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£2.8 Million Payout for Brain Damaged Girl

A girl who suffered serious brain damage after a tragic mistake in her medical treatment has been awarded millions of pounds in compensation.

Maisha Najeeb, 13, suffers from a rare medical condition which requires her to have regular injections to prevent bleeding in her brain because abnormal and poorly formed arteries and veins become tangled.

The treatment involves using two syringes, one containing a harmless dye, which is injected into the brain to allow doctors to monitor blood-flow, and another that is filled with a glue that blocks off bleeding blood vessels.

During her treatment at Great Ormond Street Hospital for Children in June 2010, the two syringes got mixed up as there was no agreed procedure to identify which was which. This meant that the glue was injected into Maisha’s brain, causing a traumatic injury.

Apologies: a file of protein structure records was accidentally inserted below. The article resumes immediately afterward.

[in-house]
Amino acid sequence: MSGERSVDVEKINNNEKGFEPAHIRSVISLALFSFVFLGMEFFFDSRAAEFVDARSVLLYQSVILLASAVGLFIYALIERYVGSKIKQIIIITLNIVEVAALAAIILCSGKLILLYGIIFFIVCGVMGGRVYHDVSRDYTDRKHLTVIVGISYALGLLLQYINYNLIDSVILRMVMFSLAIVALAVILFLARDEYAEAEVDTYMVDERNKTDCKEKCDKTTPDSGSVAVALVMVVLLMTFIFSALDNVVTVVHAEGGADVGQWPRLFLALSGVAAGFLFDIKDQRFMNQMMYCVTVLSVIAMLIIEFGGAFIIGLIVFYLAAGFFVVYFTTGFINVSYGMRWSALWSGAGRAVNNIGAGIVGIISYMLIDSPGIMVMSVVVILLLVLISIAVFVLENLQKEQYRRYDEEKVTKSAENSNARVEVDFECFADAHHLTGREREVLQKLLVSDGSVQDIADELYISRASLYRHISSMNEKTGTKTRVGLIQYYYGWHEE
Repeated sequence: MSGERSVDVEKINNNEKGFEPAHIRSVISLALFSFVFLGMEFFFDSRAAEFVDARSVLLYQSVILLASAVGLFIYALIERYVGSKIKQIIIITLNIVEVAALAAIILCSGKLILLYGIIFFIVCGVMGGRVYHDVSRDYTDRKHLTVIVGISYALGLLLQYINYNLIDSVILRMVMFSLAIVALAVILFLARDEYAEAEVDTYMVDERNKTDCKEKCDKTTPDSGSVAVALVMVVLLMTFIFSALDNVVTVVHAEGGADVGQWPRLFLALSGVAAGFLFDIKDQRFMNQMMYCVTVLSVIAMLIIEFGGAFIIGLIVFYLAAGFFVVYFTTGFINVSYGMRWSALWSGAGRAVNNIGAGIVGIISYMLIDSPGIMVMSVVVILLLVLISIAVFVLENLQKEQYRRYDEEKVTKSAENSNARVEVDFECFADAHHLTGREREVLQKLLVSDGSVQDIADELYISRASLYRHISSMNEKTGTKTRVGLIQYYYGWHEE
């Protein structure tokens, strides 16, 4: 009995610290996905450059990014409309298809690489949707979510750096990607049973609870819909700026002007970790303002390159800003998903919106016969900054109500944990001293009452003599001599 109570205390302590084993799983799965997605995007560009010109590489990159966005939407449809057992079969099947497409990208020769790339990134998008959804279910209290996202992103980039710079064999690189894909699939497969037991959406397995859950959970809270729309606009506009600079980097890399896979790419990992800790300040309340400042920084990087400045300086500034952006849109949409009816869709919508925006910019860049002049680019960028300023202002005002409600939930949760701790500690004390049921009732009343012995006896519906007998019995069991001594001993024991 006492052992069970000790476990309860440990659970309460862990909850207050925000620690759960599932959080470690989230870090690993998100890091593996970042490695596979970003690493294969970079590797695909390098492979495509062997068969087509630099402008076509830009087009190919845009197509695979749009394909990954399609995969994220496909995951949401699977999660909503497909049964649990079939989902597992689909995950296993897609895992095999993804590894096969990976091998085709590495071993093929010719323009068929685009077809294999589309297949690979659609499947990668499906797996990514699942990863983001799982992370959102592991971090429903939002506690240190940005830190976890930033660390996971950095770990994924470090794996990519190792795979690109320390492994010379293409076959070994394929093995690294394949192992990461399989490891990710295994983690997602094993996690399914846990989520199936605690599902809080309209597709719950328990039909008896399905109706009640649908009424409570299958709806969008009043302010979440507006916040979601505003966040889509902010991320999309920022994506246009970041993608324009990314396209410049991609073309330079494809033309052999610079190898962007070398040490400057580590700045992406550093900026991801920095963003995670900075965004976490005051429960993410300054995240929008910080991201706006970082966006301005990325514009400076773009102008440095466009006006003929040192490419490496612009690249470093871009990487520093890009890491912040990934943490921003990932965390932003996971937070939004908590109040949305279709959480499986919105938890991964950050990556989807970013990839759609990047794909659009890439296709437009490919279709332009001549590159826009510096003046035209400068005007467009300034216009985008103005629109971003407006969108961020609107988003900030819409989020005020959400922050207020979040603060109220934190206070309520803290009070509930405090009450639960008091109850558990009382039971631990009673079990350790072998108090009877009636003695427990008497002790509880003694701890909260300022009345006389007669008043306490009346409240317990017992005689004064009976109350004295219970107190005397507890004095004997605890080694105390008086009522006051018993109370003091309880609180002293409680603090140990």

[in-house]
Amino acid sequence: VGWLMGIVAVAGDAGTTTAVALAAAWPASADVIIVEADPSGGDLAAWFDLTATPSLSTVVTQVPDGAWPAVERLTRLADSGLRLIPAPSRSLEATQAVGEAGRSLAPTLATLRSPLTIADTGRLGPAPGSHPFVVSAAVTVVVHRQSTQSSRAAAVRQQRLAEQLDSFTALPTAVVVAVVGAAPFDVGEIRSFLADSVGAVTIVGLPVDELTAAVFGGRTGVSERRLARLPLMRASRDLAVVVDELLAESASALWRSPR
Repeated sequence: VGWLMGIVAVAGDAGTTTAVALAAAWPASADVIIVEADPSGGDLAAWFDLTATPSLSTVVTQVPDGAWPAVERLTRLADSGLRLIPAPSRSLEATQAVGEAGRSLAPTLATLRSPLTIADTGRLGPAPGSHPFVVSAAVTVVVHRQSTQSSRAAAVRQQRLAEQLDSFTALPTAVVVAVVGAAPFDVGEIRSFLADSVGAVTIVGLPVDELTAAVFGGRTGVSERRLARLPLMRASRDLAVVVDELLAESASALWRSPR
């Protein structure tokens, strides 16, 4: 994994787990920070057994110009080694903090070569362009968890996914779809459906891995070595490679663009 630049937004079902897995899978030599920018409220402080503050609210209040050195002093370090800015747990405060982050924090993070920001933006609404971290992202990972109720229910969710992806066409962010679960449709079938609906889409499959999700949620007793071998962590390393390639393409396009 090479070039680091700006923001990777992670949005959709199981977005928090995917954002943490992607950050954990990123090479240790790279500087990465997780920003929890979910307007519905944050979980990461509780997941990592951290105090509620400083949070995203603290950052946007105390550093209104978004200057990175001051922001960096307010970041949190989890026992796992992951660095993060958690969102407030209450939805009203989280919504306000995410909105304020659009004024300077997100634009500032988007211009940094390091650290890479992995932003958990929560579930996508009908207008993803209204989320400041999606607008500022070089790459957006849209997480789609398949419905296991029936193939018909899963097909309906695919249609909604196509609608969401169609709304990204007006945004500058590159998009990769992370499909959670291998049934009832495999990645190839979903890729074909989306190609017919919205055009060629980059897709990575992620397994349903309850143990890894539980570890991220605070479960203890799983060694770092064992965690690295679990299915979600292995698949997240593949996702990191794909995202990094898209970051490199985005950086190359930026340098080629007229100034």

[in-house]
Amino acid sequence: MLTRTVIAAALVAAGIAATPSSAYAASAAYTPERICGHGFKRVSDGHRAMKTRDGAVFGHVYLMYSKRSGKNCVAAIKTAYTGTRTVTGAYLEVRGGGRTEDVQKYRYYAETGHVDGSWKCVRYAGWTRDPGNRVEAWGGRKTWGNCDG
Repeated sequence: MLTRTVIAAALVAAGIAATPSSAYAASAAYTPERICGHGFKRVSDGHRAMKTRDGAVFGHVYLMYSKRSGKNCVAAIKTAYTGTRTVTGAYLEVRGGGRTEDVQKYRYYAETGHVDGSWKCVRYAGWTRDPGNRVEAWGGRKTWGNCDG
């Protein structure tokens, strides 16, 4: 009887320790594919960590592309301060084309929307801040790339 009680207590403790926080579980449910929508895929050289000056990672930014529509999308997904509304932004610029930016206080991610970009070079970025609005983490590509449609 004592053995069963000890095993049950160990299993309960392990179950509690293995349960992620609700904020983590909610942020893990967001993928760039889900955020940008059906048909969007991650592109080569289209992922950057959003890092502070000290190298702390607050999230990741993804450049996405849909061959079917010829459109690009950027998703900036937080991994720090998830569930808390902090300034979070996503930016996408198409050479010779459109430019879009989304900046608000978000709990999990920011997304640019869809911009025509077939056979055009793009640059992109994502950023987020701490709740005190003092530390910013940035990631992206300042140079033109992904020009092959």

As a result, Maisha has lost almost all her bodily and cognitive abilities.

When a personal injury claim was brought against Great Ormond Street Hospital for Children NHS Trust, it admitted liability and apologised unreservedly for the shortcomings in the standard of care provided.

Maisha has been awarded a lump sum of £2.8 million, plus periodical payments of £383,000 a year until she is 19, thereafter increasing to £423,000 a year for the rest of her life. The money will enable her family to provide suitable accommodation and meet her daily care needs.

The contents of this article are intended for general information purposes only and shall not be deemed to be, or constitute legal advice. We cannot accept responsibility for any loss as a result of acts or omissions taken in respect of this article.